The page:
What about the food you ask? How does local, mostly organic, upscale diner fare that changes daily based on what's fresh and in season sound? It sounds great to me and I wasn't disappointed. This is not your ordinary burgers and fries joint. Appetizers such as Caviar Pie, Heirloom Beet Tartare, Salumi's Air Cured Bresaola will not be found on your typical diner menu. Neither will entrees such as Grilled Gulf Shrimp a'la Genovese or Grilled Dry Aged Washington Beef N.Y. Strip. They do a good job on taking diner classics and making them interesting and I love the fact that you can get Kasu Marinated Cod with a side order of poutine. That's probably not a choice I would make but it's nice that they have such a wide variety of dishes yet manage to keep the menu cohesive.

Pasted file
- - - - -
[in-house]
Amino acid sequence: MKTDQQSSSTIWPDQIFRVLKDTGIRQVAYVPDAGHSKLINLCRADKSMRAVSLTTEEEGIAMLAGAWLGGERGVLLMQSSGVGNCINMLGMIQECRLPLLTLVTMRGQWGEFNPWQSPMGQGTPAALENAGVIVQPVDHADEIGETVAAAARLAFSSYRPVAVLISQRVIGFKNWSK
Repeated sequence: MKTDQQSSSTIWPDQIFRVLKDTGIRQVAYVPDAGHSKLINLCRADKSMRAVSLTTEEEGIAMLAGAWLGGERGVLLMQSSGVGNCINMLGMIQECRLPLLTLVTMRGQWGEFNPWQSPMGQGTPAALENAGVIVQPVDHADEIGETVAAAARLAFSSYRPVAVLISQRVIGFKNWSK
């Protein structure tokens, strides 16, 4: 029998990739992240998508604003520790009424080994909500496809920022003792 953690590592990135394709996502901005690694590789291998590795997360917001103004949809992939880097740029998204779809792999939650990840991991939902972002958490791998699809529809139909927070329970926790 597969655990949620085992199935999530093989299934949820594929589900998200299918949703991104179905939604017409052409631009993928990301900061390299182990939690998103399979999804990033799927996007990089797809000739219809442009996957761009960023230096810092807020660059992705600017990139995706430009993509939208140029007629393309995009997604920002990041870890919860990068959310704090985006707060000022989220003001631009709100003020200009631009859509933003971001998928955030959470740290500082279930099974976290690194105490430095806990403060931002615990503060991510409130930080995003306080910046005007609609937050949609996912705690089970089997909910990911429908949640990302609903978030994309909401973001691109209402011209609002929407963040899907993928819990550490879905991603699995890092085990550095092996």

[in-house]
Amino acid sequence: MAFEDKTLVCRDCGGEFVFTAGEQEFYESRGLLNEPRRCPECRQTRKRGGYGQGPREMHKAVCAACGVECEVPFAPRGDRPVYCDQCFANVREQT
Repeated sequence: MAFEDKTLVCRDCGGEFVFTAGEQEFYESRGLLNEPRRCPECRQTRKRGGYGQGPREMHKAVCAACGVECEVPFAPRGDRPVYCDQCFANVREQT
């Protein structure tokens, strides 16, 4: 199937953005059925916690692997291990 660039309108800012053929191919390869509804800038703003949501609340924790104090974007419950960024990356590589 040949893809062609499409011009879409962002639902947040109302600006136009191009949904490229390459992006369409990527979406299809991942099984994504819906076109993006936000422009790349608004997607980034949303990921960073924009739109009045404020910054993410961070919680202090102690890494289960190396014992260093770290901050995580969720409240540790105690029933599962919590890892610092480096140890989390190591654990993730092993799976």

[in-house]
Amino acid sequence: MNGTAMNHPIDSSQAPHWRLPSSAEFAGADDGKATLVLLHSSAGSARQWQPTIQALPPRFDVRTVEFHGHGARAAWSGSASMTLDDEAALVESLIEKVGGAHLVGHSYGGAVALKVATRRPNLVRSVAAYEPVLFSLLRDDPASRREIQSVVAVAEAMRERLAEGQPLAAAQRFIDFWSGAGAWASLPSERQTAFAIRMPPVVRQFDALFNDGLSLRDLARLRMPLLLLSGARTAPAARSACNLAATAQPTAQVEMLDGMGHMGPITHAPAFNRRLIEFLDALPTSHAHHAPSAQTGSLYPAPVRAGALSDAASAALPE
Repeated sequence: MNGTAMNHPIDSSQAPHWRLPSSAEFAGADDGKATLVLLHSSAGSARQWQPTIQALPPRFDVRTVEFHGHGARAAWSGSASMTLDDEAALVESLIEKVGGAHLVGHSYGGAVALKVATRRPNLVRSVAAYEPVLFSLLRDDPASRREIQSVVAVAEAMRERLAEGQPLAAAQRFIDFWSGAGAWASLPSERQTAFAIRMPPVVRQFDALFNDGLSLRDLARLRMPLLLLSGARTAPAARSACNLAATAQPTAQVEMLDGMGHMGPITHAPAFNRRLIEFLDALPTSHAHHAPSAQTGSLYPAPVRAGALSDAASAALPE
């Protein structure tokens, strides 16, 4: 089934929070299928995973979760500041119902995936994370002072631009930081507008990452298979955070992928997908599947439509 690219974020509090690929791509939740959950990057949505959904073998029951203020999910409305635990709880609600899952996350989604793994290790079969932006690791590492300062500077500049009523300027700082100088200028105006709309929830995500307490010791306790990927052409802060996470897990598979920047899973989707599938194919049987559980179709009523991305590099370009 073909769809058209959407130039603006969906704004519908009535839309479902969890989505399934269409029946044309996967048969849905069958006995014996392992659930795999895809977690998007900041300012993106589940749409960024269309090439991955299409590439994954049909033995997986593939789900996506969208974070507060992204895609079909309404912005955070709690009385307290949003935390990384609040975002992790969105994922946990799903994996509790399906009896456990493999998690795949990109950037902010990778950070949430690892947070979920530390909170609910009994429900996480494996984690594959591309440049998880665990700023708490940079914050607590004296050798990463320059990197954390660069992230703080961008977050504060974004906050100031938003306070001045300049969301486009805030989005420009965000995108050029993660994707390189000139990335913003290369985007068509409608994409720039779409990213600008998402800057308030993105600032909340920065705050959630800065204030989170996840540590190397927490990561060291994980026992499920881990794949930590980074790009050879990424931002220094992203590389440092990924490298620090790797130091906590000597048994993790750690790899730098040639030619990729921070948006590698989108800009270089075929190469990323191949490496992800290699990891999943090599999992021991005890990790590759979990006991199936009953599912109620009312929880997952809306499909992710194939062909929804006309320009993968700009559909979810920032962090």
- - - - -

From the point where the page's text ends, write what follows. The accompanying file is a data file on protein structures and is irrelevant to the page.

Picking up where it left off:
The sandwiches and sides are the items that scream diner to me. I had the "Rich Boy", Steelhead's twist on the poorboy sandwich with local Uli's hot sausage and Crystal hot sauce aioli. It came on baguette and was served with a giant mound of fries. The sandwich was moist, messy, and spicy and I loved it. It's such a simple sandwich but Uli's sausage needs no help. K had the S.R.F. American Wagyu Beef Burger. It was extremely juicy and cooked perfectly medium rare. Although I wasn't a fan of the fact that it was served on baguette it was a damn fine burger. Served with a mound of fries as well and topped with mushrooms, onions, and delicious Beechers Flagship cheese. The frites by the way were awesome. Perfectly cooked Belgium style fries with a good amount of saltiness.